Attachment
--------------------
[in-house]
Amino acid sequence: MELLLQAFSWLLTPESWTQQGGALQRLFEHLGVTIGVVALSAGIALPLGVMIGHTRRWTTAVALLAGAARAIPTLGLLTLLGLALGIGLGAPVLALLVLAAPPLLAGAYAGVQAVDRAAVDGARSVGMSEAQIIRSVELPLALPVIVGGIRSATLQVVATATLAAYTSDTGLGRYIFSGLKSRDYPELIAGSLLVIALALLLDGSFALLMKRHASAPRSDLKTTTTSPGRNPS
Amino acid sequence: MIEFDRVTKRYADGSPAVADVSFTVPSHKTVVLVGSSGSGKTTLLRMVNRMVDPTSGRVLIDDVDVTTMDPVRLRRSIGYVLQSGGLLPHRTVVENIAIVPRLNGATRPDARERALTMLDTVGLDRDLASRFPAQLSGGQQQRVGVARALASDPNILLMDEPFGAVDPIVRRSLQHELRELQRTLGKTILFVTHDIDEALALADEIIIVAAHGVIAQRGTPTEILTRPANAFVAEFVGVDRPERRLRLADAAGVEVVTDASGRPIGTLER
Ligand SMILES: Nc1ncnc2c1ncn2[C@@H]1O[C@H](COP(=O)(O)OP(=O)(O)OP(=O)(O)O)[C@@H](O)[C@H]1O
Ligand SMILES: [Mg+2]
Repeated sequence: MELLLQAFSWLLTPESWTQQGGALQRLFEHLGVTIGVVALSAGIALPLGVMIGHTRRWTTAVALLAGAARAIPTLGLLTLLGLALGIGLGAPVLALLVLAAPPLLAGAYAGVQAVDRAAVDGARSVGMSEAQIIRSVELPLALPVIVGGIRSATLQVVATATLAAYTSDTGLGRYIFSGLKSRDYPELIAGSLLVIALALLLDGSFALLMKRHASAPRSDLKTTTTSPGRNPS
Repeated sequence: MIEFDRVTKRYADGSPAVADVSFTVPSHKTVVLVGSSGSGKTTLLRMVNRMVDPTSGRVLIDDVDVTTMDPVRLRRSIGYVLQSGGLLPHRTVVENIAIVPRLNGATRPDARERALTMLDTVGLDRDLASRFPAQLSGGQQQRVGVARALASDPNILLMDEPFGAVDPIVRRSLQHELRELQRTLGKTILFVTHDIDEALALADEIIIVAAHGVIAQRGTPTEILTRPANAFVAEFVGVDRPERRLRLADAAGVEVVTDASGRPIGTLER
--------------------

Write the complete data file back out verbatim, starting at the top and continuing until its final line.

[in-house]
Amino acid sequence: MELLLQAFSWLLTPESWTQQGGALQRLFEHLGVTIGVVALSAGIALPLGVMIGHTRRWTTAVALLAGAARAIPTLGLLTLLGLALGIGLGAPVLALLVLAAPPLLAGAYAGVQAVDRAAVDGARSVGMSEAQIIRSVELPLALPVIVGGIRSATLQVVATATLAAYTSDTGLGRYIFSGLKSRDYPELIAGSLLVIALALLLDGSFALLMKRHASAPRSDLKTTTTSPGRNPS
Amino acid sequence: MIEFDRVTKRYADGSPAVADVSFTVPSHKTVVLVGSSGSGKTTLLRMVNRMVDPTSGRVLIDDVDVTTMDPVRLRRSIGYVLQSGGLLPHRTVVENIAIVPRLNGATRPDARERALTMLDTVGLDRDLASRFPAQLSGGQQQRVGVARALASDPNILLMDEPFGAVDPIVRRSLQHELRELQRTLGKTILFVTHDIDEALALADEIIIVAAHGVIAQRGTPTEILTRPANAFVAEFVGVDRPERRLRLADAAGVEVVTDASGRPIGTLER
Ligand SMILES: Nc1ncnc2c1ncn2[C@@H]1O[C@H](COP(=O)(O)OP(=O)(O)OP(=O)(O)O)[C@@H](O)[C@H]1O
Ligand SMILES: [Mg+2]
Repeated sequence: MELLLQAFSWLLTPESWTQQGGALQRLFEHLGVTIGVVALSAGIALPLGVMIGHTRRWTTAVALLAGAARAIPTLGLLTLLGLALGIGLGAPVLALLVLAAPPLLAGAYAGVQAVDRAAVDGARSVGMSEAQIIRSVELPLALPVIVGGIRSATLQVVATATLAAYTSDTGLGRYIFSGLKSRDYPELIAGSLLVIALALLLDGSFALLMKRHASAPRSDLKTTTTSPGRNPS
Repeated sequence: MIEFDRVTKRYADGSPAVADVSFTVPSHKTVVLVGSSGSGKTTLLRMVNRMVDPTSGRVLIDDVDVTTMDPVRLRRSIGYVLQSGGLLPHRTVVENIAIVPRLNGATRPDARERALTMLDTVGLDRDLASRFPAQLSGGQQQRVGVARALASDPNILLMDEPFGAVDPIVRRSLQHELRELQRTLGKTILFVTHDIDEALALADEIIIVAAHGVIAQRGTPTEILTRPANAFVAEFVGVDRPERRLRLADAAGVEVVTDASGRPIGTLER